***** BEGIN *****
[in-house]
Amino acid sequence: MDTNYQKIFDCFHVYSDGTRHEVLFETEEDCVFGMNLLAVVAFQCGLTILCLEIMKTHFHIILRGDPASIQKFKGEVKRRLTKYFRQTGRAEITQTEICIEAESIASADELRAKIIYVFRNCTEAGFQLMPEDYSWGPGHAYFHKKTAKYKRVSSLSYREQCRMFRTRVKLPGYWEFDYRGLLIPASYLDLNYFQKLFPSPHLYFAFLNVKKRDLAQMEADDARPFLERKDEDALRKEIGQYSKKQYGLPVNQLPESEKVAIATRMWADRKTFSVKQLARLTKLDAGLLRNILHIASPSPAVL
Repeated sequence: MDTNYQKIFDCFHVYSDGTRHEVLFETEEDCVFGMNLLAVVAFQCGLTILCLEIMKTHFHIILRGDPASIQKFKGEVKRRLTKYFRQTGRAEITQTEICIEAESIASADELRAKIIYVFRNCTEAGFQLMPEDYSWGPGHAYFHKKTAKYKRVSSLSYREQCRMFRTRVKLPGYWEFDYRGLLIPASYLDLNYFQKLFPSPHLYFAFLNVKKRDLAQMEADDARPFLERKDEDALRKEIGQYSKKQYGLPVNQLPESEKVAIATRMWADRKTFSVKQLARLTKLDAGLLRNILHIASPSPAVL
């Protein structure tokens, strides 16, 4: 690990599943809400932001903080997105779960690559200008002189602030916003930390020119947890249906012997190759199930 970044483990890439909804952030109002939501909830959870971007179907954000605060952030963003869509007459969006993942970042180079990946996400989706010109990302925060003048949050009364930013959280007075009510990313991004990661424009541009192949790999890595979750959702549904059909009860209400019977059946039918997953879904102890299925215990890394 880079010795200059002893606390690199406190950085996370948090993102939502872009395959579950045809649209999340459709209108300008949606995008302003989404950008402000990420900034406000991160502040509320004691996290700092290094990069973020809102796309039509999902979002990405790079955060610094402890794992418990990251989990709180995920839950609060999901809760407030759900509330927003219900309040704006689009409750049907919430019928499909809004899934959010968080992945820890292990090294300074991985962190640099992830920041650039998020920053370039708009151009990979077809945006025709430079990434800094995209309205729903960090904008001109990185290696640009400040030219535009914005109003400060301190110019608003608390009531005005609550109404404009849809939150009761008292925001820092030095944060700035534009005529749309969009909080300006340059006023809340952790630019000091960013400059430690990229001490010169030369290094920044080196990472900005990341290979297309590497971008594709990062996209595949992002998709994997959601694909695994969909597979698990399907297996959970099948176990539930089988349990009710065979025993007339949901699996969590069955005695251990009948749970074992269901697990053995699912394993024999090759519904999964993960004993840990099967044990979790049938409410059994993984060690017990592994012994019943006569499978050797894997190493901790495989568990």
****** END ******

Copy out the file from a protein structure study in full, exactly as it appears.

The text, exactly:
[in-house]
Amino acid sequence: MDTNYQKIFDCFHVYSDGTRHEVLFETEEDCVFGMNLLAVVAFQCGLTILCLEIMKTHFHIILRGDPASIQKFKGEVKRRLTKYFRQTGRAEITQTEICIEAESIASADELRAKIIYVFRNCTEAGFQLMPEDYSWGPGHAYFHKKTAKYKRVSSLSYREQCRMFRTRVKLPGYWEFDYRGLLIPASYLDLNYFQKLFPSPHLYFAFLNVKKRDLAQMEADDARPFLERKDEDALRKEIGQYSKKQYGLPVNQLPESEKVAIATRMWADRKTFSVKQLARLTKLDAGLLRNILHIASPSPAVL
Repeated sequence: MDTNYQKIFDCFHVYSDGTRHEVLFETEEDCVFGMNLLAVVAFQCGLTILCLEIMKTHFHIILRGDPASIQKFKGEVKRRLTKYFRQTGRAEITQTEICIEAESIASADELRAKIIYVFRNCTEAGFQLMPEDYSWGPGHAYFHKKTAKYKRVSSLSYREQCRMFRTRVKLPGYWEFDYRGLLIPASYLDLNYFQKLFPSPHLYFAFLNVKKRDLAQMEADDARPFLERKDEDALRKEIGQYSKKQYGLPVNQLPESEKVAIATRMWADRKTFSVKQLARLTKLDAGLLRNILHIASPSPAVL
């Protein structure tokens, strides 16, 4: 690990599943809400932001903080997105779960690559200008002189602030916003930390020119947890249906012997190759199930 970044483990890439909804952030109002939501909830959870971007179907954000605060952030963003869509007459969006993942970042180079990946996400989706010109990302925060003048949050009364930013959280007075009510990313991004990661424009541009192949790999890595979750959702549904059909009860209400019977059946039918997953879904102890299925215990890394 880079010795200059002893606390690199406190950085996370948090993102939502872009395959579950045809649209999340459709209108300008949606995008302003989404950008402000990420900034406000991160502040509320004691996290700092290094990069973020809102796309039509999902979002990405790079955060610094402890794992418990990251989990709180995920839950609060999901809760407030759900509330927003219900309040704006689009409750049907919430019928499909809004899934959010968080992945820890292990090294300074991985962190640099992830920041650039998020920053370039708009151009990979077809945006025709430079990434800094995209309205729903960090904008001109990185290696640009400040030219535009914005109003400060301190110019608003608390009531005005609550109404404009849809939150009761008292925001820092030095944060700035534009005529749309969009909080300006340059006023809340952790630019000091960013400059430690990229001490010169030369290094920044080196990472900005990341290979297309590497971008594709990062996209595949992002998709994997959601694909695994969909597979698990399907297996959970099948176990539930089988349990009710065979025993007339949901699996969590069955005695251990009948749970074992269901697990053995699912394993024999090759519904999964993960004993840990099967044990979790049938409410059994993984060690017990592994012994019943006569499978050797894997190493901790495989568990």